There’s no doubt your meat-loving feline will want some of that juicy bird, but is it okay for her to have some? A vet expert weighs in.

Whether you're roasting a huge holiday bird for Thanksgiving or making a lunch sandwich, when kitty smells turkey, she's going to be ultra-persuasive, hoping for a bite.

Cats are obligate carnivores, so of course, your feline wants to sink her teeth into some poultry. Many brands of kitten food contain chicken or turkey, as do various types of adult and senior cat food and treats.

These specialized food formulas help create a complete and balanced diet, ensuring your kitty not only receives the proper amount of protein but also taurine, a vital amino acid found only in meat, organ meats, and seafood. According to VCA Hospitals, taurine is essential for a feline's optimum digestion, heart function, immune system, reproductive function, and vision.

White kitty sits in front of turkey illustration
Credit: Saddako / GlobalP / Getty / Yeji Kim

Can Cats Eat Turkey Meat Safely?

So, can cats have turkey? If you're using it as a treat to bond with or train your cat, an occasional nibble should be fine. Experts recommend that no more than 10 percent of a cat's diet be composed of treats in order to maintain a healthy weight, so you'll have to consider that, along with a few other things.

"If you decide to feed your pet a small bite of turkey, make sure it's boneless and well-cooked," says Tina Wismer, DVM, and senior director of the ASPCA Animal Poison Control Center. "However, don't allow your pets to overindulge, as they could wind up with a case of stomach upset, diarrhea, or even worse, an inflammatory condition of the pancreas known as pancreatitis." Well-cooked turkey means heated to a temperature of 165 degrees.

It's also best to avoid turkey coated in pan drippings, turkey gravy, or any other spices. Seasonings containing garlic, onion, chives, shallots, leeks, or scallions can give pets anemia and things like lemongrass, tarragon, oregano, and marjoram can cause vomiting and diarrhea in cats according to the ASPCA. Keep your feline away from the bones, too as those can be a choking hazard.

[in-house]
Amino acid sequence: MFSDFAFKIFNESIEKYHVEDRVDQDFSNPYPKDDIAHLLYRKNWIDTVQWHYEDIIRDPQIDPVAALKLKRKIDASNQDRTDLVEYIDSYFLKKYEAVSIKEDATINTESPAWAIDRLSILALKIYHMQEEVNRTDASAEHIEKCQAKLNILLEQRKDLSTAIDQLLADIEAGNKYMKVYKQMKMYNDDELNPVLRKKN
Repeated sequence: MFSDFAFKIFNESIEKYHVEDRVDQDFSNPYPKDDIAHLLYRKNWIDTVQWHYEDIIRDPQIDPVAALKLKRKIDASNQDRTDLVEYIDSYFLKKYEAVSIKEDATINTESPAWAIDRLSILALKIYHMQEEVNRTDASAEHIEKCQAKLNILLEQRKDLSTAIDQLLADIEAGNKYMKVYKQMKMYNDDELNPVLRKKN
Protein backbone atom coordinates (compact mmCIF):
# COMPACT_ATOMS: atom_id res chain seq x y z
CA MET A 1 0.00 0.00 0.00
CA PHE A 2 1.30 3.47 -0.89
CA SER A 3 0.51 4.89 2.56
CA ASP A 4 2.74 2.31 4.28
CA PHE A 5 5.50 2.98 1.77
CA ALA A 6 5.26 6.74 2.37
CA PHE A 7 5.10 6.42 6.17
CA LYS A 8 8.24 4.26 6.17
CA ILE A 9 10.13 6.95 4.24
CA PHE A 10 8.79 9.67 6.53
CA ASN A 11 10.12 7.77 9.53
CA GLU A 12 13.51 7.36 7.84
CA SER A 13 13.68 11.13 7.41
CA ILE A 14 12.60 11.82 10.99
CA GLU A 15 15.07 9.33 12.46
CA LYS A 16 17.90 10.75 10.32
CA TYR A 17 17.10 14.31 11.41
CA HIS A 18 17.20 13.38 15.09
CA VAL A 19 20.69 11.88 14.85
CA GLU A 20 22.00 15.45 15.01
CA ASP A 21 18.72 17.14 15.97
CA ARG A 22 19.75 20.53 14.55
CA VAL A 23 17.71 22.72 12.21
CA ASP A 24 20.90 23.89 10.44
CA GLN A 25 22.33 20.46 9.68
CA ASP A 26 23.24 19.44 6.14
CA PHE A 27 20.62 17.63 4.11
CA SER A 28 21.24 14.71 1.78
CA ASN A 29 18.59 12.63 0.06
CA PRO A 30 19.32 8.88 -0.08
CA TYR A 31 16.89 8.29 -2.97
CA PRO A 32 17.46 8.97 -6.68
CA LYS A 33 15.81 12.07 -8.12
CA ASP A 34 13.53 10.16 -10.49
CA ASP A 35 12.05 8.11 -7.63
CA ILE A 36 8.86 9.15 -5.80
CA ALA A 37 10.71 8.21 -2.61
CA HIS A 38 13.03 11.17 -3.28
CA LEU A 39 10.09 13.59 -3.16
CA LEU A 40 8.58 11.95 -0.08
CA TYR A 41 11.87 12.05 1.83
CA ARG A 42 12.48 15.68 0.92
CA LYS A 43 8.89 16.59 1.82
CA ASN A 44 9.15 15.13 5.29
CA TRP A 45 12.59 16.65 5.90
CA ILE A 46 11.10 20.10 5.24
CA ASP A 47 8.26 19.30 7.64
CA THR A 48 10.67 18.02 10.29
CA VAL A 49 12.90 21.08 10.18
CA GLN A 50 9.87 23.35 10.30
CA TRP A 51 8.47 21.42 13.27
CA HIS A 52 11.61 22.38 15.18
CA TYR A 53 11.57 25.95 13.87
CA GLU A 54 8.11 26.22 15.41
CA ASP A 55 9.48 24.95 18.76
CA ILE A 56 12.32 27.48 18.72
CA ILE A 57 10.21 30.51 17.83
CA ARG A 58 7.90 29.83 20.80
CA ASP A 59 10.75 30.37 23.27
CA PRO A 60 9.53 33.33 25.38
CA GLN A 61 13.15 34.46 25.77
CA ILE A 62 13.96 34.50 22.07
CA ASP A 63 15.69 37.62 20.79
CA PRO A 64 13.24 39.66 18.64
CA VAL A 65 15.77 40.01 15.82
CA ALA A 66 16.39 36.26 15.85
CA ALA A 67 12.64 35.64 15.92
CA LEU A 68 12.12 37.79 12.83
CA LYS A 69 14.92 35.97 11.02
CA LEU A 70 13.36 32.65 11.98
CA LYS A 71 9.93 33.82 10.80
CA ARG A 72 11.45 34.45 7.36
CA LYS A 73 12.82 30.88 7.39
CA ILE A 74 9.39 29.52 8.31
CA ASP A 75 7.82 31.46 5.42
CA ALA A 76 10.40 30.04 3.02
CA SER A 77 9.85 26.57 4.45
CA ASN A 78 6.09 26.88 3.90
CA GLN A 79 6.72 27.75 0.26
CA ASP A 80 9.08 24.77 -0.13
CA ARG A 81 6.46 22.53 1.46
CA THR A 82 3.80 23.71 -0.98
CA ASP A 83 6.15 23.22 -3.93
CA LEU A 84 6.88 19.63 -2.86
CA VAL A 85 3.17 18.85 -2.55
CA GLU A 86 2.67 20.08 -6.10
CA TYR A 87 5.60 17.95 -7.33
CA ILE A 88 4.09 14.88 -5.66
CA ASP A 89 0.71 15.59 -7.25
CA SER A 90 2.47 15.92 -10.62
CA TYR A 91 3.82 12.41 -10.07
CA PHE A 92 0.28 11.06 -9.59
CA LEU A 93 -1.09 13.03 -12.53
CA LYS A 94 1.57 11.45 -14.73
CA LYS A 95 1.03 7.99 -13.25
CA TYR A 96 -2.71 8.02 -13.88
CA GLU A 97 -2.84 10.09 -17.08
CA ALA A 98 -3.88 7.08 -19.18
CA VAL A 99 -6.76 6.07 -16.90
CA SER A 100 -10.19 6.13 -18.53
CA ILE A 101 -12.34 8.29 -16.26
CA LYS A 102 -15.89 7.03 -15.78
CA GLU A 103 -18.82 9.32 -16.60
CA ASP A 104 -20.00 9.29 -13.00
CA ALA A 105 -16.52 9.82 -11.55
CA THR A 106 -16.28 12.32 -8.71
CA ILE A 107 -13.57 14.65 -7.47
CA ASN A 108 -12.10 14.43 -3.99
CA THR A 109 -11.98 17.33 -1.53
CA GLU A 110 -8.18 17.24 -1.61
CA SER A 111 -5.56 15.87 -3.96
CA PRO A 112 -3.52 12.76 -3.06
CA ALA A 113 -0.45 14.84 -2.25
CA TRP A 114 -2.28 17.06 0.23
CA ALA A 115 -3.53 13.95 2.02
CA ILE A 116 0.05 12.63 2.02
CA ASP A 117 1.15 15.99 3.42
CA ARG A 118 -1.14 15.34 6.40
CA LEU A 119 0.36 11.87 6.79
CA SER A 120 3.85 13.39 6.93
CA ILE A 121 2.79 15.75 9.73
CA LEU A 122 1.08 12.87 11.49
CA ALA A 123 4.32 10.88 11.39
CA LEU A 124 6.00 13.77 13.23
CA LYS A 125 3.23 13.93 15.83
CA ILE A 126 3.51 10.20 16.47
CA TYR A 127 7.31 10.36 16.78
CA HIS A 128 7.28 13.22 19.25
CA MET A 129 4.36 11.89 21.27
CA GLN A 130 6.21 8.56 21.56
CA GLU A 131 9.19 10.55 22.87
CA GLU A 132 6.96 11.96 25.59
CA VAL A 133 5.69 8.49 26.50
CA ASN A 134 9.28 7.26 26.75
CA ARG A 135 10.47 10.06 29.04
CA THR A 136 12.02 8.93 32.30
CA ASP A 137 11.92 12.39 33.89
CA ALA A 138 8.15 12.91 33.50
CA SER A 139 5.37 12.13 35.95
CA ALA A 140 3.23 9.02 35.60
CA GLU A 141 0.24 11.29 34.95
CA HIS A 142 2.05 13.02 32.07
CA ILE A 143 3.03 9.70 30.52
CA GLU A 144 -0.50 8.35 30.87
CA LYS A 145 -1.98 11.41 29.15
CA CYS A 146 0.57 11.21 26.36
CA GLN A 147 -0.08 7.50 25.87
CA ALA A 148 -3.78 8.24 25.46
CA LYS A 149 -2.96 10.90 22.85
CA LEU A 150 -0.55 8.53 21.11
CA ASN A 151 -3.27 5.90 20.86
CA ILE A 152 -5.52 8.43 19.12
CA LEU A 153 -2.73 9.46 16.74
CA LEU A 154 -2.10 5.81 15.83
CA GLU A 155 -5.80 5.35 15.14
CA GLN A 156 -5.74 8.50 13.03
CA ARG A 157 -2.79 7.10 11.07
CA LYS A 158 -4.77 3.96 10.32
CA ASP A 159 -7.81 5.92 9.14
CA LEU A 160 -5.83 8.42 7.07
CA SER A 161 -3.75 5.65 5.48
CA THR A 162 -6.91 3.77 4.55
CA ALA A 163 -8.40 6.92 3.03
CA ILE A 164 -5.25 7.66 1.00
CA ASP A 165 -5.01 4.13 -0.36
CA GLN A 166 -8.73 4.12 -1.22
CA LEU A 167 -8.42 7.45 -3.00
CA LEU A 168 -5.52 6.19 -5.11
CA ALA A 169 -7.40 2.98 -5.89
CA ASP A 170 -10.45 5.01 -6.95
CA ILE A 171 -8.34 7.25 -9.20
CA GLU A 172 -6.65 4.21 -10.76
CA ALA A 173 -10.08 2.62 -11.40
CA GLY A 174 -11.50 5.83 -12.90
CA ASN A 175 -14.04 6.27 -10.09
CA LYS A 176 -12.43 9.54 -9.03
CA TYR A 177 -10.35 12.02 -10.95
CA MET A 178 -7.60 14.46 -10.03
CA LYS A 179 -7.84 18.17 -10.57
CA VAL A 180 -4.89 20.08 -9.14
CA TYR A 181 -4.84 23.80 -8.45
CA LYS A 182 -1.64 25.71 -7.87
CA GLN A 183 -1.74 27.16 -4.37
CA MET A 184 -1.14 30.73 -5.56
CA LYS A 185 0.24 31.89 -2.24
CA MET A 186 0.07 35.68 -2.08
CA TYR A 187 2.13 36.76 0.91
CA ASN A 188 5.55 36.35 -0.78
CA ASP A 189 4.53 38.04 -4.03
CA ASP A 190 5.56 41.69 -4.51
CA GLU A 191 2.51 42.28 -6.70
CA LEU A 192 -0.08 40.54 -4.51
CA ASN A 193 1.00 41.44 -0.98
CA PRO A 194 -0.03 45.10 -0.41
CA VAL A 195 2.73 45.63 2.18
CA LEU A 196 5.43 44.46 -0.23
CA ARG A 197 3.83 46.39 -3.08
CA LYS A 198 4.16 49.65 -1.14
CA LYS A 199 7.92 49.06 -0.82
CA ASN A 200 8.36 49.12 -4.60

You can try leaving unwrapped and unseasoned turkey organ meats—liver, heart, and giblets—inside the bird as you roast it. Once cooked, dice them and set aside a tablespoon as your kitty's snack or as a dinner topper. Freeze the rest into small portions to thaw for future treats.

Is Deli Turkey or Ground Turkey Good or Bad for Cats?

Since turkey is generally okay, people often ask if cats can eat deli turkey, too. No—not unless you see it sliced behind the meat counter from an actual bird. Processed deli turkey is high in unhealthy sodium and nitrates. Any additives, such as smoke flavoring or other seasonings, aren't good for your feline friend either.

However, cats can eat ground turkey when it's cooked plain. If you want to make an easy homemade cat treat while whipping up some turkey burgers for yourself, simply cook the meat thoroughly, then form kitty-bite-sized patties before you season the meat for yourself. These are also easy to individually freeze and thaw when you want to give your feline some extra love.

Other Foods Cats Can and Can't Eat

It's only natural to want to give your cat fun things to eat, especially when she's swatting at your snack plate! As long as you're mindful of the 10 percent treat rule, a healthy carnivore kitty can also sometimes have:

A few kitties might also be able to have a nibble of cheese occasionally, but it's probably not a good idea, as most cats are lactose intolerant—so much for that saucer of milk! Here are some other human foods to avoid feeding your cat: